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BRICS to Deepen Economic Engagement to Combat Terror

  • Anjana Pasricha

Leaders of BRICS nations, from left, Brazilian President Michel Temer, Russian President Vladimir Putin, Indian Prime Minister Narendra Modi, Chinese President Xi Jinping and South African President Jacob Zuma listen to the BRICS Business Council report d

Leaders of BRICS nations, from left, Brazilian President Michel Temer, Russian President Vladimir Putin, Indian Prime Minister Narendra Modi, Chinese President Xi Jinping and South African President Jacob Zuma listen to the BRICS Business Council report d

Amid fears of threats posed by protectionism, the BRICS countries have vowed to deepen economic engagement, tackle the global economic slowdown, and combat cross border terrorism.

The leaders of the five emerging economies of Brazil, Russia, India, China and South Africa wrapped up a summit Sunday in Goa, in western India.

Underlining the need for the BRICS countries to find common solutions, China’s president Xi Jinping warned that “some countries are getting more inward-looking in their policies, protectionism is rising and the forces against globalization are posing an emerging risk.”

The five countries that make up about half the world’s population and contribute to about 25 percent of global gross domestic product were once seen as a rising economic force. But most of the BRICS nations are wrestling with a slowdown after a spell of torrid growth, raising questions about whether their economic clout is on the wane.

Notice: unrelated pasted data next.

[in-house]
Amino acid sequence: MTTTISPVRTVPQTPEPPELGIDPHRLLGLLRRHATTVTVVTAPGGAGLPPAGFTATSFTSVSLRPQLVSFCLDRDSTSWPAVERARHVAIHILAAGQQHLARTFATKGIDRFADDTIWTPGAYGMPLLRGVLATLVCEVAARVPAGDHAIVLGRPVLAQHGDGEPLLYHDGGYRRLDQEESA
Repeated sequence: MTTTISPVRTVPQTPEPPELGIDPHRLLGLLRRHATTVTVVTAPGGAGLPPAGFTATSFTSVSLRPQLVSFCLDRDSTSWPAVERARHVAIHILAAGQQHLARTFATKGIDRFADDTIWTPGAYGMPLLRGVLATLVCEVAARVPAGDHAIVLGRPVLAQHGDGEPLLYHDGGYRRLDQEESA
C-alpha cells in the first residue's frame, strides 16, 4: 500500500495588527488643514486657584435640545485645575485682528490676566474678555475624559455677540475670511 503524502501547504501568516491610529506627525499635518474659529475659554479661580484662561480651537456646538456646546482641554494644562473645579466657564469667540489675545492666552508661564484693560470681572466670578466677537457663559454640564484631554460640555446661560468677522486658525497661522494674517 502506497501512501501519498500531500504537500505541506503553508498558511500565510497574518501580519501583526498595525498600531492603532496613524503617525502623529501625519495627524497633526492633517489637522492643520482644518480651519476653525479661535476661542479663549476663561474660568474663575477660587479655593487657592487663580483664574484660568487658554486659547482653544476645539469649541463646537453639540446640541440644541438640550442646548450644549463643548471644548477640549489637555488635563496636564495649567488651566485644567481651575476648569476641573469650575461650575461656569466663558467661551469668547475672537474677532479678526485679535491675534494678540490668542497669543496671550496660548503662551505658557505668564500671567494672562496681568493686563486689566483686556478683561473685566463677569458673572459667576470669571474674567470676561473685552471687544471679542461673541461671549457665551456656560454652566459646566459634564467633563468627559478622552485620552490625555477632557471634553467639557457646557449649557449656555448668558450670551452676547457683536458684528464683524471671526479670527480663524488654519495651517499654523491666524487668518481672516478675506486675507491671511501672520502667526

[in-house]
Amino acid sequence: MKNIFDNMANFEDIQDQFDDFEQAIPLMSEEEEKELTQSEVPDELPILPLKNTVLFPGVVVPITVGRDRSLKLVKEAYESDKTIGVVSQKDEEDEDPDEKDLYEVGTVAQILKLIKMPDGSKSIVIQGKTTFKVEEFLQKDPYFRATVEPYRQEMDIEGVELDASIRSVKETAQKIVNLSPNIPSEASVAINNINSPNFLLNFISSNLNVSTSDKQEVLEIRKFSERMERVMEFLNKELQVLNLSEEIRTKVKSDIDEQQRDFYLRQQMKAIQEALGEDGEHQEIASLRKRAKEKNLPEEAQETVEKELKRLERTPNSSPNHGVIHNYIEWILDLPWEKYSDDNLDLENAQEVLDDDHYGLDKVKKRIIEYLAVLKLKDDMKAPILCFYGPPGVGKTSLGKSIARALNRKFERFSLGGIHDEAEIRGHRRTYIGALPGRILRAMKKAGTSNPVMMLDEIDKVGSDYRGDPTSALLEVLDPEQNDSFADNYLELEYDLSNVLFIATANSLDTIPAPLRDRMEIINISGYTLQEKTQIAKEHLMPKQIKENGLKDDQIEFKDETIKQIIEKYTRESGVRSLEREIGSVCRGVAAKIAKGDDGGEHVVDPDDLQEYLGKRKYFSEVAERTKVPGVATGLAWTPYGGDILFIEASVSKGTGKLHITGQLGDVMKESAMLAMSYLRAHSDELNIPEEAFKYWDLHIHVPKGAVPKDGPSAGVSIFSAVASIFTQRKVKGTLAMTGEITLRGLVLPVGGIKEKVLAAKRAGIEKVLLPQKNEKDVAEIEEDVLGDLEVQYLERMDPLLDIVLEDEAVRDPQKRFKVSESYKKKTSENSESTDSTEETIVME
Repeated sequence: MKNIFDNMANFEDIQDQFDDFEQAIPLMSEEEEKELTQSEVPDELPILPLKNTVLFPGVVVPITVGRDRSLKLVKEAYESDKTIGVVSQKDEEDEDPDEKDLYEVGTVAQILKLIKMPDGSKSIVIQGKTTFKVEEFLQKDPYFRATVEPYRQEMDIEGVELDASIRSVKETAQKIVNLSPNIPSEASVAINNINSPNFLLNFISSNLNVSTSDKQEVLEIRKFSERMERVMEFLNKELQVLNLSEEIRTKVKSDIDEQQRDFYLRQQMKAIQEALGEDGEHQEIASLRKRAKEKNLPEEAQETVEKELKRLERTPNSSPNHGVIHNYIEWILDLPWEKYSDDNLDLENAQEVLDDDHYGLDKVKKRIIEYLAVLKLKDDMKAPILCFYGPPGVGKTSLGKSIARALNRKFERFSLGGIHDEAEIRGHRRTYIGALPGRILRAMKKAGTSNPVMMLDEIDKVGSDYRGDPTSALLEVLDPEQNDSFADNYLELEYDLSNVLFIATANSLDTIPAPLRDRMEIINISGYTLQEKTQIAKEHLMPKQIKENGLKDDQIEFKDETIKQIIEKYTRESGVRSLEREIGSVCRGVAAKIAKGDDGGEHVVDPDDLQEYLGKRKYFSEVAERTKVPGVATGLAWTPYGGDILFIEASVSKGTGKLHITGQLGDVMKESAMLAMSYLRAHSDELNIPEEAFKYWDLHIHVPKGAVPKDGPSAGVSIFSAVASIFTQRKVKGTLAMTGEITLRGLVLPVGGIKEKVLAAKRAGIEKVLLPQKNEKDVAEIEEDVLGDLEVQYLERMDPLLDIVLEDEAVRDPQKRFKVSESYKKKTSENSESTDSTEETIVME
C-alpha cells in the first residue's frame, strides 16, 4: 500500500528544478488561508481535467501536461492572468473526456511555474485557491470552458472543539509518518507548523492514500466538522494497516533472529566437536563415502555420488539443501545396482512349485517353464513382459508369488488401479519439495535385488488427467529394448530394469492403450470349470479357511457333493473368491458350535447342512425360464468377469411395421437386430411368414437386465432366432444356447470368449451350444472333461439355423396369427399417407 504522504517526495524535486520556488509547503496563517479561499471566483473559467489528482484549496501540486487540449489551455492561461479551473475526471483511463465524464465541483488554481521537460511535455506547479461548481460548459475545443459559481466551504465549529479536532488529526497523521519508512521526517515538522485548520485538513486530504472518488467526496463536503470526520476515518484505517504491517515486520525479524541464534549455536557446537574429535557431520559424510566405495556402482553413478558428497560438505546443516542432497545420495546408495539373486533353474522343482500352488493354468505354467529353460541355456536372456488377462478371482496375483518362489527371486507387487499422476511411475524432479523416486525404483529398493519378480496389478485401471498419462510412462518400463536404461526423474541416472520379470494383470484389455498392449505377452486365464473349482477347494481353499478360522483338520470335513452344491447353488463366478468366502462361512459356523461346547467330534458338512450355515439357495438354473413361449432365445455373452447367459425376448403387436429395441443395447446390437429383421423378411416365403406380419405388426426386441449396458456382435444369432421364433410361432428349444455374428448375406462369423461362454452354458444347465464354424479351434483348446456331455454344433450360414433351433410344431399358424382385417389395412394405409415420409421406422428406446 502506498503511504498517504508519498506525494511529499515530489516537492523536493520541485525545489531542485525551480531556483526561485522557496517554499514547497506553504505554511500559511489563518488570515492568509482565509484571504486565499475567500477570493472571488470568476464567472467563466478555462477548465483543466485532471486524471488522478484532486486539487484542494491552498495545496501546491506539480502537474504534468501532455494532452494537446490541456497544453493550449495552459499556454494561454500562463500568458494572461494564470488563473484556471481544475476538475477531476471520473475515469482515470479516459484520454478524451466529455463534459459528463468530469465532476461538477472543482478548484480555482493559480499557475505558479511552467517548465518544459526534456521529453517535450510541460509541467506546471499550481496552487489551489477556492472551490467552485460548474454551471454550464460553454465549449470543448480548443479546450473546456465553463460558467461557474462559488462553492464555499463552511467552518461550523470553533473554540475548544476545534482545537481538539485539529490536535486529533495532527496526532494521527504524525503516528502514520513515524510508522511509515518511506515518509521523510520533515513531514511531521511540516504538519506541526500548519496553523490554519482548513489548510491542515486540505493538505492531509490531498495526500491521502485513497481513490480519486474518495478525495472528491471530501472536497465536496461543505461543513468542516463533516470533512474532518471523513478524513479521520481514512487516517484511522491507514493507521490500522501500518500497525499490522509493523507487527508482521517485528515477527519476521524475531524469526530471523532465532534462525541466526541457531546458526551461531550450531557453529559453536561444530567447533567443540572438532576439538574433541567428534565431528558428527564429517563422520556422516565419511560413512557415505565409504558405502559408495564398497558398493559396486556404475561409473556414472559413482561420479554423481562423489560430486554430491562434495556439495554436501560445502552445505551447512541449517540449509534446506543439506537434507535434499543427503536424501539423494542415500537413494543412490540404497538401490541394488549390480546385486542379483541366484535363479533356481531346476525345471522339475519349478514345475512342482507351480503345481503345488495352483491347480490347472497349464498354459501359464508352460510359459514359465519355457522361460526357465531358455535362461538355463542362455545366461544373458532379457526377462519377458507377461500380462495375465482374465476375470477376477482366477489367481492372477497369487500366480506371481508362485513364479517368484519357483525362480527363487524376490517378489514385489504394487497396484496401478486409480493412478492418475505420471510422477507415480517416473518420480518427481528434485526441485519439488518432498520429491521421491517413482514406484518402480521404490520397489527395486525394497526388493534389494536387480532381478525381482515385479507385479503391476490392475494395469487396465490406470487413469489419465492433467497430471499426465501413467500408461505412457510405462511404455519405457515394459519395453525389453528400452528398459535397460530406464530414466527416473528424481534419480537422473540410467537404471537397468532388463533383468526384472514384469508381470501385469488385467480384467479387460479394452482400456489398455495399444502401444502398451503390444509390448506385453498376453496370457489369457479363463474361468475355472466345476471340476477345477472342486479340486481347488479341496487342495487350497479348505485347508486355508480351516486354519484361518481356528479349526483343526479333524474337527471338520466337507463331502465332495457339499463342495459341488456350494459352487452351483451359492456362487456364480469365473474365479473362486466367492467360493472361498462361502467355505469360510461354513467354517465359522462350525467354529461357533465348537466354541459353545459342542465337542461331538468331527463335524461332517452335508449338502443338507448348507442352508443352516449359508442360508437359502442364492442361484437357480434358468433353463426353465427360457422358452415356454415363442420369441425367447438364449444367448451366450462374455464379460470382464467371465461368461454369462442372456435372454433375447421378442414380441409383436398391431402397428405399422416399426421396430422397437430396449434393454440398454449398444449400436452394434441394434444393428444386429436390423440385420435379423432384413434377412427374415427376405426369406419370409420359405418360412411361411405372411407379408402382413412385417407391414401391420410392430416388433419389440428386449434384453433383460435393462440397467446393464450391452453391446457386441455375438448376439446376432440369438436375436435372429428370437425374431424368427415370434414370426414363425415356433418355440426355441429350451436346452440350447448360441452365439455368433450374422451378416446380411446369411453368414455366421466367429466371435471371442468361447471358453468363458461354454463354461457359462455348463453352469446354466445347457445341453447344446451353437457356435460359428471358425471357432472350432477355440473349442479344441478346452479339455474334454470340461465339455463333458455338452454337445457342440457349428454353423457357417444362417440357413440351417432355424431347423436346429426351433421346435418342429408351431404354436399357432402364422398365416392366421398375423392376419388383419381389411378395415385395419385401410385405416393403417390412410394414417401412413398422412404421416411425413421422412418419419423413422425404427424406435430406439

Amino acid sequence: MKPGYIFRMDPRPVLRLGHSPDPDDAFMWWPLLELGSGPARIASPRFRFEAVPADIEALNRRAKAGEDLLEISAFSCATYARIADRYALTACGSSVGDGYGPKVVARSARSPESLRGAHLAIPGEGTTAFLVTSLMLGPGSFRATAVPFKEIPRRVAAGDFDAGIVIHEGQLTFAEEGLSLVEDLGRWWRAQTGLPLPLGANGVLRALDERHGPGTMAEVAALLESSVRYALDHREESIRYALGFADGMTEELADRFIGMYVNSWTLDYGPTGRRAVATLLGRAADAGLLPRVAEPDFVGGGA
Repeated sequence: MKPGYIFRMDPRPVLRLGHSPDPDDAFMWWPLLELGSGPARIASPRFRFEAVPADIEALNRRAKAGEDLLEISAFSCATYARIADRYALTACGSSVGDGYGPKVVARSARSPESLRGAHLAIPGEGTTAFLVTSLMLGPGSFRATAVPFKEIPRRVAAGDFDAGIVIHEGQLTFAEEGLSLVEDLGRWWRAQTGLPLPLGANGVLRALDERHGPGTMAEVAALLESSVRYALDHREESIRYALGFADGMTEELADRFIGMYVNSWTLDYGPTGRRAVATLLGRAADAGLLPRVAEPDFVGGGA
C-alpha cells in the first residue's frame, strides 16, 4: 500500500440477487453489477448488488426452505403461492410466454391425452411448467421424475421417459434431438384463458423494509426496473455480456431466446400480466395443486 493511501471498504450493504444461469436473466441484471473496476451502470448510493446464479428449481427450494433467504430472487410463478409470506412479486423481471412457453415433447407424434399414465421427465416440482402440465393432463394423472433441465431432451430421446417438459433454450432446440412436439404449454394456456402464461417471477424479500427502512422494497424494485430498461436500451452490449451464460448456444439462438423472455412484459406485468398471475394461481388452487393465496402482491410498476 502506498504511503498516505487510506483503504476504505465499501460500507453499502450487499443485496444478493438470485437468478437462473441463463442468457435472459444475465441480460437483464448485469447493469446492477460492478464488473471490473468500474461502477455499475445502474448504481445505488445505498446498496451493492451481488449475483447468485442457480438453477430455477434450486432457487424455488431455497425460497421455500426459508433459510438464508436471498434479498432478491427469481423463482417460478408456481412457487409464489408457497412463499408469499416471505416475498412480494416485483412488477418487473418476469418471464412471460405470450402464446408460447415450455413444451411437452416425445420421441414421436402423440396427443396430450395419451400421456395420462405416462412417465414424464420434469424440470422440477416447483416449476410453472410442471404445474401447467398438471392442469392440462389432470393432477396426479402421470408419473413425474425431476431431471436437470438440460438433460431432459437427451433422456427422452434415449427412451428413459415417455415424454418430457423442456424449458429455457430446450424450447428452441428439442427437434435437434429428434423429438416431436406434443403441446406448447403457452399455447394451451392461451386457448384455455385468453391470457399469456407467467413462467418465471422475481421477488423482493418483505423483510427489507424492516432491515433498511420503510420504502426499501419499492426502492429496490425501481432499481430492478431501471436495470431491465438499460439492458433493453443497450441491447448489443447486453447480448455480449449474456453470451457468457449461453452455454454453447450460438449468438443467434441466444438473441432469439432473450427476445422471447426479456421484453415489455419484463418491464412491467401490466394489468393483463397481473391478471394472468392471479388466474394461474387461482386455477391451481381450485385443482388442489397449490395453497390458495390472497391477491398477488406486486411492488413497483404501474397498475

Pointing out the five emerging economies contributed to 50 percent of global growth in the past decade, the Chinese leader asserted the stature of the bloc has been rising.

India’s prime minister, Narendra Modi, called for doubling trade within the BRICS bloc in the next five years to $500 billion, dismantling trade barriers and improving infrastructure.

Modi, who spearheaded a drive to put terrorism at the centerstage of the summit, said the BRICS leaders had been unanimous in recognizing the need to combat terrorism, which poses a global threat.

He said, “We agreed that the countries agreed that those who nurture, shelter, support and sponsor terror are as much a threat to us as the terrorists themselves.”

The Indian Foreign Ministry tweeted that he had told the BRICS leaders that "tragically, the mother-ship of terrorism is a country in India's neighborhood."

Modi’s reference was to Pakistan, which New Delhi alleges sponsors and supports terror groups that wage militant attacks in India. His emphasis on the issue of terrorism at the BRICS summit is part of a diplomatic offensive he has mounted to bring international attention to India’s concerns.

But India’s differences with China, a close ally of Pakistan, were apparent. New Delhi is upset that Beijing has blocked India’s move at the United Nations to put Pakistan-based leader of Jaish-e-Mohammed, Maulana Masood Azhar, on a terror list.

In what analysts said was a reference to Beijing, Modi said, “Selective approaches to terrorists, individuals and organizations will not only be futile, but also counter productive.”

In a joint statement, the BRICS nations said they will move quickly to establish a new credit ratings agency. The developing countries complain the existing credit agencies are biased against them, making borrowing more expensive.

They have already set up a development bank of their own as part of their efforts to reform the global financial architecture.

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